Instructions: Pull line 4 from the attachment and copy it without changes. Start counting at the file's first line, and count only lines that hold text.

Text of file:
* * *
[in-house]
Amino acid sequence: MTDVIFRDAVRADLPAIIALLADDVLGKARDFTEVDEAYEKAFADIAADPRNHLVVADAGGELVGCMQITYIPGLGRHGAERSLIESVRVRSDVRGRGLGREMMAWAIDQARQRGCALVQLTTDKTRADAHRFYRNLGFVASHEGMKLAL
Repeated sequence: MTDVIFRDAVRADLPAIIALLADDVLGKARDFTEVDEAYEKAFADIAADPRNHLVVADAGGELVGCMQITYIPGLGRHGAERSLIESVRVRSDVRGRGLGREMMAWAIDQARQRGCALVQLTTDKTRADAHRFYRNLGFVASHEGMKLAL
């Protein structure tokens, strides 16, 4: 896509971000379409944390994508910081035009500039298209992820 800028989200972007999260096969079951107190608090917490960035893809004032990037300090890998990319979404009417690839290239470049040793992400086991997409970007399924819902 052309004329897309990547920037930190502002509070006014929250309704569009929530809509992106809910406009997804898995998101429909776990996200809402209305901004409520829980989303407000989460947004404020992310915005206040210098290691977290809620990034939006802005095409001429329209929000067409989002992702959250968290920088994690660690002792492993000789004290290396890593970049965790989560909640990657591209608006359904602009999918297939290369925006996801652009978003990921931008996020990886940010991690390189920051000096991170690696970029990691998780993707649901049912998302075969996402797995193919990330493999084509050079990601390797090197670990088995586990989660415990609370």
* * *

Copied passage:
């Protein structure tokens, strides 16, 4: 896509971000379409944390994508910081035009500039298209992820 800028989200972007999260096969079951107190608090917490960035893809004032990037300090890998990319979404009417690839290239470049040793992400086991997409970007399924819902 052309004329897309990547920037930190502002509070006014929250309704569009929530809509992106809910406009997804898995998101429909776990996200809402209305901004409520829980989303407000989460947004404020992310915005206040210098290691977290809620990034939006802005095409001429329209929000067409989002992702959250968290920088994690660690002792492993000789004290290396890593970049965790989560909640990657591209608006359904602009999918297939290369925006996801652009978003990921931008996020990886940010991690390189920051000096991170690696970029990691998780993707649901049912998302075969996402797995193919990330493999084509050079990601390797090197670990088995586990989660415990609370």